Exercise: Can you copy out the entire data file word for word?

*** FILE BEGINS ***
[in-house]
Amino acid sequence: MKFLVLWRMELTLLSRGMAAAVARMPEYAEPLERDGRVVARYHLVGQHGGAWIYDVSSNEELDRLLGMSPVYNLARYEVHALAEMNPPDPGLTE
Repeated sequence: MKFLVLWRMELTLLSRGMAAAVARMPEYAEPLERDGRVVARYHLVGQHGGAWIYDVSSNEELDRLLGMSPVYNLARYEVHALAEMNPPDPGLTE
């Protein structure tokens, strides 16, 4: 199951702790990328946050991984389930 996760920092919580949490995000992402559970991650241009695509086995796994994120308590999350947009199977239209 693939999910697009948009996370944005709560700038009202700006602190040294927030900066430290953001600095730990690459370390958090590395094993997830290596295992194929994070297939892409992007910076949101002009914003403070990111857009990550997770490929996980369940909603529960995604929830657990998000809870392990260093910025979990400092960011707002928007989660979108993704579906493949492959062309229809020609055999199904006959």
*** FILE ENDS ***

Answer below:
[in-house]
Amino acid sequence: MKFLVLWRMELTLLSRGMAAAVARMPEYAEPLERDGRVVARYHLVGQHGGAWIYDVSSNEELDRLLGMSPVYNLARYEVHALAEMNPPDPGLTE
Repeated sequence: MKFLVLWRMELTLLSRGMAAAVARMPEYAEPLERDGRVVARYHLVGQHGGAWIYDVSSNEELDRLLGMSPVYNLARYEVHALAEMNPPDPGLTE
């Protein structure tokens, strides 16, 4: 199951702790990328946050991984389930 996760920092919580949490995000992402559970991650241009695509086995796994994120308590999350947009199977239209 693939999910697009948009996370944005709560700038009202700006602190040294927030900066430290953001600095730990690459370390958090590395094993997830290596295992194929994070297939892409992007910076949101002009914003403070990111857009990550997770490929996980369940909603529960995604929830657990998000809870392990260093910025979990400092960011707002928007989660979108993704579906493949492959062309229809020609055999199904006959």